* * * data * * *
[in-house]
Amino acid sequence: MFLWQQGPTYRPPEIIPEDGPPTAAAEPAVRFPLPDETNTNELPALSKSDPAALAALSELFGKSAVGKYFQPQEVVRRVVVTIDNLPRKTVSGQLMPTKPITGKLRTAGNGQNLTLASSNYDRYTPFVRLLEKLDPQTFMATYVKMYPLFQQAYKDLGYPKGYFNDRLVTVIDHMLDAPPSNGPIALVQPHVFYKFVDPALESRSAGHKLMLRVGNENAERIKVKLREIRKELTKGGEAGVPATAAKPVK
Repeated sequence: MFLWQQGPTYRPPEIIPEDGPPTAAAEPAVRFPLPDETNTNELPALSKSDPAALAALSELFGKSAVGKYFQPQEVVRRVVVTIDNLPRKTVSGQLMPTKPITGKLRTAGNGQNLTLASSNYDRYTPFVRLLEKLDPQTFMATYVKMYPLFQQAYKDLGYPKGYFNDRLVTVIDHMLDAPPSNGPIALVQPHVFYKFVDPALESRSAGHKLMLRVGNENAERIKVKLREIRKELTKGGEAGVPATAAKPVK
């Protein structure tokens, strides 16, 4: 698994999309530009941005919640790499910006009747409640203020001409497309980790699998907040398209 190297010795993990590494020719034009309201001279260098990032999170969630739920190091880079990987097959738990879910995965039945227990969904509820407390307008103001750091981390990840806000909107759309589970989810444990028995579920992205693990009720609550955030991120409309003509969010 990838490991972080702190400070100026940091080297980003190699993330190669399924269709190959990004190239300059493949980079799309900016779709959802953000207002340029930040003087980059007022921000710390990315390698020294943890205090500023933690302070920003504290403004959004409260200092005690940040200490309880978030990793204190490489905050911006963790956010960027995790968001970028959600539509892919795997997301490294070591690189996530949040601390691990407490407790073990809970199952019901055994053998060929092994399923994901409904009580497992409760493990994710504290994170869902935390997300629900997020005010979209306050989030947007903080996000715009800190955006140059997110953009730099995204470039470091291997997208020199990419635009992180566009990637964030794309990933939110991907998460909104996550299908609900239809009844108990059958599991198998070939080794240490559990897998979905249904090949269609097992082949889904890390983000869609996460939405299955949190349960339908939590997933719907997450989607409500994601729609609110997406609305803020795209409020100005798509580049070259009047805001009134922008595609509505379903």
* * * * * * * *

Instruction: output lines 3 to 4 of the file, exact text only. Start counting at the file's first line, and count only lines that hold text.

Repeated sequence: MFLWQQGPTYRPPEIIPEDGPPTAAAEPAVRFPLPDETNTNELPALSKSDPAALAALSELFGKSAVGKYFQPQEVVRRVVVTIDNLPRKTVSGQLMPTKPITGKLRTAGNGQNLTLASSNYDRYTPFVRLLEKLDPQTFMATYVKMYPLFQQAYKDLGYPKGYFNDRLVTVIDHMLDAPPSNGPIALVQPHVFYKFVDPALESRSAGHKLMLRVGNENAERIKVKLREIRKELTKGGEAGVPATAAKPVK
């Protein structure tokens, strides 16, 4: 698994999309530009941005919640790499910006009747409640203020001409497309980790699998907040398209 190297010795993990590494020719034009309201001279260098990032999170969630739920190091880079990987097959738990879910995965039945227990969904509820407390307008103001750091981390990840806000909107759309589970989810444990028995579920992205693990009720609550955030991120409309003509969010 990838490991972080702190400070100026940091080297980003190699993330190669399924269709190959990004190239300059493949980079799309900016779709959802953000207002340029930040003087980059007022921000710390990315390698020294943890205090500023933690302070920003504290403004959004409260200092005690940040200490309880978030990793204190490489905050911006963790956010960027995790968001970028959600539509892919795997997301490294070591690189996530949040601390691990407490407790073990809970199952019901055994053998060929092994399923994901409904009580497992409760493990994710504290994170869902935390997300629900997020005010979209306050989030947007903080996000715009800190955006140059997110953009730099995204470039470091291997997208020199990419635009992180566009990637964030794309990933939110991907998460909104996550299908609900239809009844108990059958599991198998070939080794240490559990897998979905249904090949269609097992082949889904890390983000869609996460939405299955949190349960339908939590997933719907997450989607409500994601729609609110997406609305803020795209409020100005798509580049070259009047805001009134922008595609509505379903």